This is an entirely new edition of the author’s 1984 study (originally published by South End Press) of radical media and movements. The first and second sections are original to this new edition. The first section explores social and cultural theory in order to argue that radical media should be a central part of our understanding of media in history. The second section weaves an historical and international tapestry of radical media to illustrate their centrality and diversity, from dance and graffiti to video and the internet and from satirical prints and street theatre to culture-jamming, subversive song, performance art and underground radio. The section also includes consideration of ultra-rightist media as a key contrast case. The book’s third section provides detailed case studies of the anti-fascist media explosion of 1974-75 in Portugal, Italy’s long-running radical media, radio and access video in the USA, and illegal media in the dissolution of the former Soviet bloc dictatorships.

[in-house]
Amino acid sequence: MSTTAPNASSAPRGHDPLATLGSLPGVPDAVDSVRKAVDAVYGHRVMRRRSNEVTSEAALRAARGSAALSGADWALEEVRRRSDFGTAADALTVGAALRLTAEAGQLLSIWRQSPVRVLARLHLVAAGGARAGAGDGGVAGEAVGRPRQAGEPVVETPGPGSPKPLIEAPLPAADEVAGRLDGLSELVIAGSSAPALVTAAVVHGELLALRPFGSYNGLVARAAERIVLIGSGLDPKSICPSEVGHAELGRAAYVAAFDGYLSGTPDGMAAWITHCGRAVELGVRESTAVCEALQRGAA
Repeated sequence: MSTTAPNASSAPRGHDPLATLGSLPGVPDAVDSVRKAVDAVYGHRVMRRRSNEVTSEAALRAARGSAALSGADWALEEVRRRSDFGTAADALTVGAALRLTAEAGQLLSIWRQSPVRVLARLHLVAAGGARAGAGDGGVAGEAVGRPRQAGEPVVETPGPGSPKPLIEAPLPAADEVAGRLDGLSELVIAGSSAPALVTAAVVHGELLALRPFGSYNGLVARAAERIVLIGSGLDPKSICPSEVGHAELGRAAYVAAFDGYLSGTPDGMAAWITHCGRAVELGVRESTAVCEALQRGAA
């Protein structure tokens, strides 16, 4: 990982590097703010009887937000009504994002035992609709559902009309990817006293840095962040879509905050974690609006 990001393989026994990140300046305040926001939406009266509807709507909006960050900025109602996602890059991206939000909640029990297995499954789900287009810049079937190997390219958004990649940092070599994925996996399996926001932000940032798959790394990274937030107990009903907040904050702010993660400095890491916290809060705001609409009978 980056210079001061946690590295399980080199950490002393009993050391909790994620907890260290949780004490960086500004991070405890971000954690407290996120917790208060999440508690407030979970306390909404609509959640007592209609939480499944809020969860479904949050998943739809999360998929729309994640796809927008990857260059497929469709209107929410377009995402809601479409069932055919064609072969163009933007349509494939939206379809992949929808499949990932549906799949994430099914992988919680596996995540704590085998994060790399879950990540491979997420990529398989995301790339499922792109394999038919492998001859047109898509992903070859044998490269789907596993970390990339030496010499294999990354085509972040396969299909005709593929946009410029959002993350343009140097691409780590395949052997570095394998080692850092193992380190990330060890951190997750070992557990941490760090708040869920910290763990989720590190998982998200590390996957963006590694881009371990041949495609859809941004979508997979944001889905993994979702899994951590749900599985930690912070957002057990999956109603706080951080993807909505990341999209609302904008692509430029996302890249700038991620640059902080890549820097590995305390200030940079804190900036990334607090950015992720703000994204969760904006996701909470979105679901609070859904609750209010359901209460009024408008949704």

Film and Video
Walter Benjamin's 1936 commentary on the rapidly growing accessibility of media technologies, which we examined in Part I, proved ever more prescient in the final years of the 20th century. The cost of highquality cameras and editing equipment plummeted, while public engagement with audiovisual media continued at a very intense level. In the first edition of this book (Downing, 1984), I gave scant attention to film and video because of my overriding concern with low-cost access. Twenty years later, this no longer makes sense.1 Computer developments ensured that these features of the culture will continue in force farther than the eye can see. TV penetration in the Third World, with the aid of satellites, rose sharply toward the close of ...